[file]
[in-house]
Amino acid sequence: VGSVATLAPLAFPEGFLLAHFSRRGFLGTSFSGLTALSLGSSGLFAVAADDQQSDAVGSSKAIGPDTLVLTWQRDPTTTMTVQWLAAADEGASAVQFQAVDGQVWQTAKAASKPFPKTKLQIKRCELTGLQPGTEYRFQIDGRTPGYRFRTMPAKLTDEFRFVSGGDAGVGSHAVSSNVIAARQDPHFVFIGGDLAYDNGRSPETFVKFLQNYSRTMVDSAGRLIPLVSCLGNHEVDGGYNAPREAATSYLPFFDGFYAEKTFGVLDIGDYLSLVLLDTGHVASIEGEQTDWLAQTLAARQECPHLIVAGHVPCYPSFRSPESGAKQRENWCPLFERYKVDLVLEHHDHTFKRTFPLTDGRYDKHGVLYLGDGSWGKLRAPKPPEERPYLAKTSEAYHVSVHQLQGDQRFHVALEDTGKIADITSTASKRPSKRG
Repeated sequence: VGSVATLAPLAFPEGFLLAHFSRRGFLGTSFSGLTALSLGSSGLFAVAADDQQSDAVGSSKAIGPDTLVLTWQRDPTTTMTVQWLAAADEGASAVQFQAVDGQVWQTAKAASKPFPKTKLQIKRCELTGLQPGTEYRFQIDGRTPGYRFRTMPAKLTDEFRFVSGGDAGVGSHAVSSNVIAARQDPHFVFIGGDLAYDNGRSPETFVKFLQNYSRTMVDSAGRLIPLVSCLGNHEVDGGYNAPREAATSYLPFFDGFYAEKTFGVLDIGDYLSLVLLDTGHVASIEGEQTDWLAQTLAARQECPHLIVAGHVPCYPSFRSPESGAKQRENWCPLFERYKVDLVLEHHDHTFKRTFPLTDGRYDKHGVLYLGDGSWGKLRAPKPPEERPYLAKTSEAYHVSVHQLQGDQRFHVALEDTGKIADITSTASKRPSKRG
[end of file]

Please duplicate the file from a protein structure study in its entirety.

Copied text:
[in-house]
Amino acid sequence: VGSVATLAPLAFPEGFLLAHFSRRGFLGTSFSGLTALSLGSSGLFAVAADDQQSDAVGSSKAIGPDTLVLTWQRDPTTTMTVQWLAAADEGASAVQFQAVDGQVWQTAKAASKPFPKTKLQIKRCELTGLQPGTEYRFQIDGRTPGYRFRTMPAKLTDEFRFVSGGDAGVGSHAVSSNVIAARQDPHFVFIGGDLAYDNGRSPETFVKFLQNYSRTMVDSAGRLIPLVSCLGNHEVDGGYNAPREAATSYLPFFDGFYAEKTFGVLDIGDYLSLVLLDTGHVASIEGEQTDWLAQTLAARQECPHLIVAGHVPCYPSFRSPESGAKQRENWCPLFERYKVDLVLEHHDHTFKRTFPLTDGRYDKHGVLYLGDGSWGKLRAPKPPEERPYLAKTSEAYHVSVHQLQGDQRFHVALEDTGKIADITSTASKRPSKRG
Repeated sequence: VGSVATLAPLAFPEGFLLAHFSRRGFLGTSFSGLTALSLGSSGLFAVAADDQQSDAVGSSKAIGPDTLVLTWQRDPTTTMTVQWLAAADEGASAVQFQAVDGQVWQTAKAASKPFPKTKLQIKRCELTGLQPGTEYRFQIDGRTPGYRFRTMPAKLTDEFRFVSGGDAGVGSHAVSSNVIAARQDPHFVFIGGDLAYDNGRSPETFVKFLQNYSRTMVDSAGRLIPLVSCLGNHEVDGGYNAPREAATSYLPFFDGFYAEKTFGVLDIGDYLSLVLLDTGHVASIEGEQTDWLAQTLAARQECPHLIVAGHVPCYPSFRSPESGAKQRENWCPLFERYKVDLVLEHHDHTFKRTFPLTDGRYDKHGVLYLGDGSWGKLRAPKPPEERPYLAKTSEAYHVSVHQLQGDQRFHVALEDTGKIADITSTASKRPSKRG